It was also quite a nice coincidence that a talk on 12 Factors Apps happened to fall on our our 12th meetup too!
Normally, either Matt or myself (whoever's doing the intro talk), would start off talking about what .NET Oxford is all about. We started doing this each meetup, as we had feedback saying that it might be confusing for new members otherwise. However, we're both finding this a bit monotonous, and we've since had feedback from a couple of regulars saying the same thing. When it comes down to it - it's a .NET user group - it's fairly obvious what it's all about. So we're going to cut this bit out, as it was adding a few minutes to the intro talk each time. We still went through who we are - ie. organisers and sponsors - as especially for the sponsors, this is obviously quite important.
After that, I then went through the news items and did the prize draws - details of which can be found below.
I also had an idea that I wanted to try out. I got this idea from the OGN meetup in January. At the start, they had asked if anyone wanted to do a pitch at the end. Each pitch would be a maximum of 30 seconds, and it was a fast turnaround - so each person handed the mic straight to the next person. A lot of people got up, and it seemed like quite a nice way to get more people involved. However, it did turn into a bit of a recruitment drive - which (a) isn't what I want .NET Oxford to be about, and also (b) has a conflict of interest with our sponsors, Corriculo Recruitment. So I had the idea of doing dev tips, instead of pitches. Anyone who wanted to do one, would come to the front at the end of the meetup. Fast turnaround - max 30 seconds - each member passing the mic to the next. We did this at the end (see below for the tips!), and this actually worked really nicely! We had great feedback afterwards, and this is definitely something we'll continue to do moving forward. If you're reading this, and will be at our next meetup, then it's time to get your thinking caps on! Your dev tip doesn't to be ground breaking - just one of those nuggets you've collected along the way :)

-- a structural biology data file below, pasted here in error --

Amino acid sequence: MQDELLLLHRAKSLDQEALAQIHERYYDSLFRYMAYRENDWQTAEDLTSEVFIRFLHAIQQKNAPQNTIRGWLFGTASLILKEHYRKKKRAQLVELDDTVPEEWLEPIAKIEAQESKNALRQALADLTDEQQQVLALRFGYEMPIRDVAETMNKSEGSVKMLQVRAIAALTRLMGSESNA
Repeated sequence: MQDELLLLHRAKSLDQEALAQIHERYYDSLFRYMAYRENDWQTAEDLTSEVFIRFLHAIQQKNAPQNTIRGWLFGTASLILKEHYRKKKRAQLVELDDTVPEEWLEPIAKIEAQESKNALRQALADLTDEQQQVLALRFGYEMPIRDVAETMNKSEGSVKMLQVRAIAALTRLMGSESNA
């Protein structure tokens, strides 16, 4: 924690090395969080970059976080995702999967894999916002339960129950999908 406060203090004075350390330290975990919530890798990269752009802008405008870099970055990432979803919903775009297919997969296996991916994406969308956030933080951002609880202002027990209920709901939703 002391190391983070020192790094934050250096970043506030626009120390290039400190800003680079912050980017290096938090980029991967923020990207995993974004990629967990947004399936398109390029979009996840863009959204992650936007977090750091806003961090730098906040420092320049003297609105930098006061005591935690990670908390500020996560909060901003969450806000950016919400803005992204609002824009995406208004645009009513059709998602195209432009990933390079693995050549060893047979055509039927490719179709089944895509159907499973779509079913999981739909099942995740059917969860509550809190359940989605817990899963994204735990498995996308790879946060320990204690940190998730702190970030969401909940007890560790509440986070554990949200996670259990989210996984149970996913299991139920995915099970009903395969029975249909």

Whilst the title says '.NET Core' - this actually is about .NET Core, ASP.NET Core, and EF Core. All have had their 2.1 versions released as preview. Last month in the intro, one of the news items that Matt mentioned was that Microsoft announced the 2.1 roadmap for these technologies. This time, they've released the preview so people can play around and provide early feedback.
We've all heard of the AppVeyor, the CI solution which is very popular in the open source space, as it's completely free for open source projects. Up until recently, they've only supported the Windows platform. Last week they announced that they're now also supporting the Linux platform.
Okay, so VSCode has regular updates anyway. But there were a few really nice things that went into this update - so I thought it worth mentioning.
My favourite is the new Centered Layout. I use the fullscreen zen mode distraction-free layout quite a lot. I feel much more focused in this mode. However, because I want the code more central - not starting at the very left of my screen - I tended to always have the explorer pane open just for this very reason. The new centered layout provides a resizeable horizontal margin. See here for their description together with an animated gif.
This one was a last minute addition when I saw a tweet by Nicholas Blumhardt about this. I'm a massive fan of Serilog, which adds structured logging to our application logging. Seq is a platform which collects and stores your logs, and also provides a UI for viewing a filtering them. A lot of people have asked about a Docker image so they can incorporate this into their own container based architectures. So they've now added this. Their announcement can be found here.
The final news item was about the DDD South West conference next month. I will most certainly be there, and am hoping for a good .NET Oxford turnout too! Registration will open on the 24th March.
Our amazing sponsors Corriculo Recruitment where on hand being awesome as usual!
They've been our sponsors from the very beginning, and I really cannot thank them enough! They've not only helped us out financially - covering the venue costs, and providing plenty of liquid refreshments at each of our events - but also, helping us out welcoming everyone in, with marketing and promotion, feedback and advice, and much more.